december 8, 2006
  Lance Jay Brown, FAIA, Awarded Topaz Medallion

Summary: The AIA Board and the Association of Collegiate Schools of Architecture (ACSA) on December 7 named professor and urban planner Lance Jay Brown, FAIA, the 2007 recipient of the Topaz Medallion for Excellence in Architectural Education. The AIA/ACSA Topaz Medallion honors an individual who has made outstanding contributions to architecture education for at least 10 years, whose teaching has influenced a broad range of students, and who has helped shape the minds of those who will shape our environment.

Distinguished educator
A native New Yorker, Brown was educated at Cooper Union and Harvard’s Graduate School of Design and was a Fulbright Scholar in Paris. His 38-year career is particularly notable for his intellectual leadership in academia, from Princeton University’s School of Architecture through his long tenure as a professor at the City College of New York’s School of Architecture, Urban Design, and Landscape Architecture, where he served as associate dean, chair, and director for 10 years. He currently serves CCNY as coordinator of design. His academic activities also include serving as a special advisor working with a student team at the “1997 Mostar 2004 Urban Reconstruction Workshop,” Bosnia Hercegovina, and co-directing (with Robert Geddes, FAIA) “Crosstown 116: Bringing Habitat II Home from Istanbul to Harlem.”

Noted author
Brown’s numerous publications include:

  • Planning and Design Workbook for Community Participation (with B.P. Spring, H. Weber, et al, 1970)
  • Editor, Design Arts I, II (National Endowment for the Arts, 1980–1982)
  • Between Expedience and Deliberation: Decision-Making for Post 9-11 New York (Special Edition Properties, Baruch College, 2002)
  • Introduction and Chapter 2 of Learning from Lower Manhattan (by Stephen A. Kliment, FAIA, 2005).

“Lance is held in high esteem by his peers in education, students of architecture, and the profession alike, and has positively advanced design excellence in our nation through his fervent advocacy for good design and social responsibility reflected in his prolific results through teaching, academic administration, writing, research, speaking and practice,” notes 1990 AIA President and current Chair of HKS Ronald L. Skaggs, FAIA.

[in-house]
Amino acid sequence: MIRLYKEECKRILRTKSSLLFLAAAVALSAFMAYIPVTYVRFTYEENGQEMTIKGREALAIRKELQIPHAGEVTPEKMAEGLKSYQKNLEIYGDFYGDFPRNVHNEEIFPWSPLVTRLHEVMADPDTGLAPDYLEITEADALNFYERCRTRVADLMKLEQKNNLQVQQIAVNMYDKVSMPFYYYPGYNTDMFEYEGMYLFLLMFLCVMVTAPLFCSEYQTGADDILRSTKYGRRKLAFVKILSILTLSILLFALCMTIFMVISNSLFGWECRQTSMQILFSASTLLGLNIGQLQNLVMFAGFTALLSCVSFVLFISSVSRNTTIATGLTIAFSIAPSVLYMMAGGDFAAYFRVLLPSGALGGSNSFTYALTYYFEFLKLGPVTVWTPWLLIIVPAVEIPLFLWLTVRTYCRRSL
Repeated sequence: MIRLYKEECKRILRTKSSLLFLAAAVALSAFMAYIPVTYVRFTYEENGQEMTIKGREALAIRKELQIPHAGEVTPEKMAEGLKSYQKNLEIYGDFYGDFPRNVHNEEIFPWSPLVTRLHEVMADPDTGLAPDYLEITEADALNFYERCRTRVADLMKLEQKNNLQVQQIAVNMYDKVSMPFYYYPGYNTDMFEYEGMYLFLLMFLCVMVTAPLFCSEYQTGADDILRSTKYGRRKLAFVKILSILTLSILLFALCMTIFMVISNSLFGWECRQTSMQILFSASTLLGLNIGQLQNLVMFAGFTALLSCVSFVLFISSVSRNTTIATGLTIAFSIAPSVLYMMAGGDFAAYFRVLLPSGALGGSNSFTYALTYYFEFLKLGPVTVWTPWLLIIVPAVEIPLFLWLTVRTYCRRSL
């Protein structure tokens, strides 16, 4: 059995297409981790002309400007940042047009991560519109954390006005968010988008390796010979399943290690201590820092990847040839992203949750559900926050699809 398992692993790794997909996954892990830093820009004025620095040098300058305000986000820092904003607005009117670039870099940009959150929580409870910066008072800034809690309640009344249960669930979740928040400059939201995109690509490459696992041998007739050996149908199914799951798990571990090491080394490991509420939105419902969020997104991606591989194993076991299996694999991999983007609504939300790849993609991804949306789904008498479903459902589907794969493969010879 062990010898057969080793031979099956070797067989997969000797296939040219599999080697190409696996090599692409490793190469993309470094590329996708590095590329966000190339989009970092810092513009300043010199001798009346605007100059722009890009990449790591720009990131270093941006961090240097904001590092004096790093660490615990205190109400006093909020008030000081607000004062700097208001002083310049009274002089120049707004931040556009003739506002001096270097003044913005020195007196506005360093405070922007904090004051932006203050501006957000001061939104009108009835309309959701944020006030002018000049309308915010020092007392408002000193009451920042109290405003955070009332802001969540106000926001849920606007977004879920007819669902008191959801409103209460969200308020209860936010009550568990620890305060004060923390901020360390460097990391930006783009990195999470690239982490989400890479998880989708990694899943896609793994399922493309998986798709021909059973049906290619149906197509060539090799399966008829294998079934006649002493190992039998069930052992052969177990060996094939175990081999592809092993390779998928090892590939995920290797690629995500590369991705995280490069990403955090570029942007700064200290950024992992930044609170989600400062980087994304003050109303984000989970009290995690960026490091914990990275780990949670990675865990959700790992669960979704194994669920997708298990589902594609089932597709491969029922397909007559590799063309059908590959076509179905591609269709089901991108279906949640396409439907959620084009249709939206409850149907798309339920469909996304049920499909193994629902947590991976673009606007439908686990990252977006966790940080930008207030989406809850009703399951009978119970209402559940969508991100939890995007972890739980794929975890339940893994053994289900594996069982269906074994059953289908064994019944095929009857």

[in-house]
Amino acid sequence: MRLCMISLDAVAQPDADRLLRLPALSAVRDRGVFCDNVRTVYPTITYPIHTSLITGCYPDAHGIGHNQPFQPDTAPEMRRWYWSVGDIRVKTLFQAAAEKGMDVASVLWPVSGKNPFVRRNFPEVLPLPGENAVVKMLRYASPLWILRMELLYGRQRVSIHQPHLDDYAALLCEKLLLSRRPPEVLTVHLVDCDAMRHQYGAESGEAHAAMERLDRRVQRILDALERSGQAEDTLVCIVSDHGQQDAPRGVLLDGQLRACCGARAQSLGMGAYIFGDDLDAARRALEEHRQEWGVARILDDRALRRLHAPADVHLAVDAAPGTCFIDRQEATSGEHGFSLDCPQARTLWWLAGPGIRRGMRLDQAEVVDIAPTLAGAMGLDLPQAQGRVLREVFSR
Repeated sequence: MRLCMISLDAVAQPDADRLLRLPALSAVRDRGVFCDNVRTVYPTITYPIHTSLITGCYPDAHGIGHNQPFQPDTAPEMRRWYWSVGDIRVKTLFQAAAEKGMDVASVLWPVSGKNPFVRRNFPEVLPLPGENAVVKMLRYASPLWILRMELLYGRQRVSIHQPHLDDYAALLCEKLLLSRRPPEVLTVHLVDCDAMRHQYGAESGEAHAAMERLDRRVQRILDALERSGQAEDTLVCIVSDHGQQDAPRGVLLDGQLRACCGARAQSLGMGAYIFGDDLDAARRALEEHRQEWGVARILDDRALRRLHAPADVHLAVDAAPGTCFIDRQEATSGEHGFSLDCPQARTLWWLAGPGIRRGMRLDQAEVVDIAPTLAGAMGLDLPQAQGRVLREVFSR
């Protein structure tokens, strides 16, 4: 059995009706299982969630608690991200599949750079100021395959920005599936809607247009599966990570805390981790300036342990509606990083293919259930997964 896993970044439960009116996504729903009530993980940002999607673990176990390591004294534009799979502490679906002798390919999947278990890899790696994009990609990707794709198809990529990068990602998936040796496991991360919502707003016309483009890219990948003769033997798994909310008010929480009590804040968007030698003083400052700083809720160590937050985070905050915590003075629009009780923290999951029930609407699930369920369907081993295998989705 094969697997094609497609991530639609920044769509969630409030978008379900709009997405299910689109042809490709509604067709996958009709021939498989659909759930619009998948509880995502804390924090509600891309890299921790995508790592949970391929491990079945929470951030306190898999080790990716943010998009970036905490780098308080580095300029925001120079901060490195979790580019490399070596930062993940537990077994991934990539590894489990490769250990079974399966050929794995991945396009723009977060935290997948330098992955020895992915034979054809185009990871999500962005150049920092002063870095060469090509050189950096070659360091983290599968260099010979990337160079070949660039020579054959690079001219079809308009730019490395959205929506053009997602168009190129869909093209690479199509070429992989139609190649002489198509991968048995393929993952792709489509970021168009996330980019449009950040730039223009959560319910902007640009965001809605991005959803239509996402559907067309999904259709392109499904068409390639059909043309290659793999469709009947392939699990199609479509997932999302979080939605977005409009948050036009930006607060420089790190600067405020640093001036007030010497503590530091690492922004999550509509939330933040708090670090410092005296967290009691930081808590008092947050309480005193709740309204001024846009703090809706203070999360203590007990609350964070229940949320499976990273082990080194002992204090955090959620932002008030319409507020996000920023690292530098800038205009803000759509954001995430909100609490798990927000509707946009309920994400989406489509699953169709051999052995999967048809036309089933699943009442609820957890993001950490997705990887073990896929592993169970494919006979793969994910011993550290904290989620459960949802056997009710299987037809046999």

Citizen architect
Brown also is distinguished in the realms of public discourse, seeking solutions to society’s needs through architecture, planning, and urban design. He has led CCNY’s Urban Consortium and participated in projects important to New York City’s future. Working with teams of students and professionals, often from around the country, Brown has conducted programs on the reconstruction of Manhattan’s Upper West Side, Far West Side, Greenpoint-Williamsburgh, Downtown Brooklyn, downtown Newark, and afield in New Orleans, Detroit, and New Haven. In the last few years, he has devoted much time to working with New York New Visions and the Lower Manhattan Development Commission on the reconstruction of Lower Manhattan.

Brown also has participated in numerous National Architectural Accrediting Board (NAAB) accreditation teams and validation conferences, ACSA conferences, and R/UDAT (Regional/Urban Design Assistance Teams). He also served as chair of the AIA Regional and Urban Design Knowledge Community. “Lance has always been a charismatic, imaginative, creative teacher and architect,” writes noted architect and planner Robert Geddes, FAIA, himself a Topaz Medallion recipient, former dean and professor of architecture at Princeton, and former Luce Professor at New York University. “For leadership in civic engagement over many decades, I strongly urge his being awarded the Topaz Medallion.”

“Lance Jay Brown has lived and worked the life of a teacher in the largest sense. He effectively makes students of everyone, expanding the range of their education, helping them to accumulate knowledge and to learn how to use it,” concluded the Topaz Medallion jury. “The excitement and energy Lance Brown brings to his classes and studios convey his optimism and belief in the potential of education and the architecture profession to create a more just, relevant, and beautiful future, encouraging each student to work to his or her highest capabilities.”

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The Topaz Medallion will be presented to Brown at the ACSA annual meeting in March 2007 in Philadelphia and in May at the 2007 AIA National Convention in San Antonio.